The 2020 Union Budget has announced several small steps that could give some fillip to the financial sector in the short run, but the lack of a long-term vision for reviving an economy in downswing remains most conspicuous.

Goal Setting for Indian Agriculture

Though the 16-point action plan for agriculture laid down in the 2020 Union Budget continues prioritising subsidies and safety nets over agricultural investments, it does not make any fundamental improvements in the allocations towards these heads.

Fiscal Consolidation Ex Post the ‘Escape Clause’

Launching an “excessive deficit procedure” in India is inevitable for growth revival. This is crucial, especially when there is considerable ambiguity about why the “escape clause” was invoked in the Union Budget 2020: whether to meet the shortfall in tax revenue emanating from the unanticipated fiscal outcomes of structural reforms, or to boost the capital formation in the economy.

A Low Growth, No Employment and No Hope Budget for ‘Aspirational India’

The Union Budget of 2020 is conspicuous by its non-recognition of the ongoing and widely discussed slowdown of the economy, let alone its impact on the different sections of the people. Given the negative growth in employment and consumption in the rural economy, the budget seems like a cruel joke on the plight of the poor, in general, and women, in particular. Instead of measures for boosting the aggregate demand, especially in the rural economy, the government has exhibited a track record of aiding the process of wealth creation for corporate capital and throwing a few crumbs to the middle class. What comes out crudely and sharply is the ideological predilections of the regime in power.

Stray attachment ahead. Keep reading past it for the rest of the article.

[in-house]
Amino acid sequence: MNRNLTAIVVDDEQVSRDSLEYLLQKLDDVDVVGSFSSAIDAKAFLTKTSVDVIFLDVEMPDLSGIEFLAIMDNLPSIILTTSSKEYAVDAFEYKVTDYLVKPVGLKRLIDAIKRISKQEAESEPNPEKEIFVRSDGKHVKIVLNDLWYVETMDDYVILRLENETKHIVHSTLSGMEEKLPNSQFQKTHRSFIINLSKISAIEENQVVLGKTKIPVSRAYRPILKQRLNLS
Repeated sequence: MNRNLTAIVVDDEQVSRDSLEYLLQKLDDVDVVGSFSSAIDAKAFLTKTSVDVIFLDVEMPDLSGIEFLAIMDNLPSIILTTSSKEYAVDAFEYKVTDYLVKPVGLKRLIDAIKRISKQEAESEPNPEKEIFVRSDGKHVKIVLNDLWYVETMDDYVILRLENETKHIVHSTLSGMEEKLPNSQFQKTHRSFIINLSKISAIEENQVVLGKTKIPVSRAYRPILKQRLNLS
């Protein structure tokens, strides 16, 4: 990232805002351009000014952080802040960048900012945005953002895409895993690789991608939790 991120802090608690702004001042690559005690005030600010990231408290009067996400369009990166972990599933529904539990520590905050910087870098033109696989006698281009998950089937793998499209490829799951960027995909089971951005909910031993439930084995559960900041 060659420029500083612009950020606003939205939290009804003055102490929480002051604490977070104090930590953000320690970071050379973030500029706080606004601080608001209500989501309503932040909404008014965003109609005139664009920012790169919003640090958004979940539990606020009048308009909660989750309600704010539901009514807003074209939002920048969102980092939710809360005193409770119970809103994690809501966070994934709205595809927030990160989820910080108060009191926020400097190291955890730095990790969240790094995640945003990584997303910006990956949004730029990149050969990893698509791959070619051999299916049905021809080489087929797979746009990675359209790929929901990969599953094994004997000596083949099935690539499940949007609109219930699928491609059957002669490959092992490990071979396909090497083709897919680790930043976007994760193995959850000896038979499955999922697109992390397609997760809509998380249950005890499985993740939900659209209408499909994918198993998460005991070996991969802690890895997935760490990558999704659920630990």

Tax System Changes in the Budget

There were high expectations from the budget on the changes in the tax system to provide stimulus to the beleaguered economy. However, fiscal conservatism has prevailed. The attempt to broaden the base by eliminating tax exemptions and preferences could have been done without complicating the tax structure. On the macro side, there are questions about the unrealism of the revenue estimates. Unduly optimistic estimates result in “tax terrorism,” lead to inefficient budget management and have adverse impacts on state finances.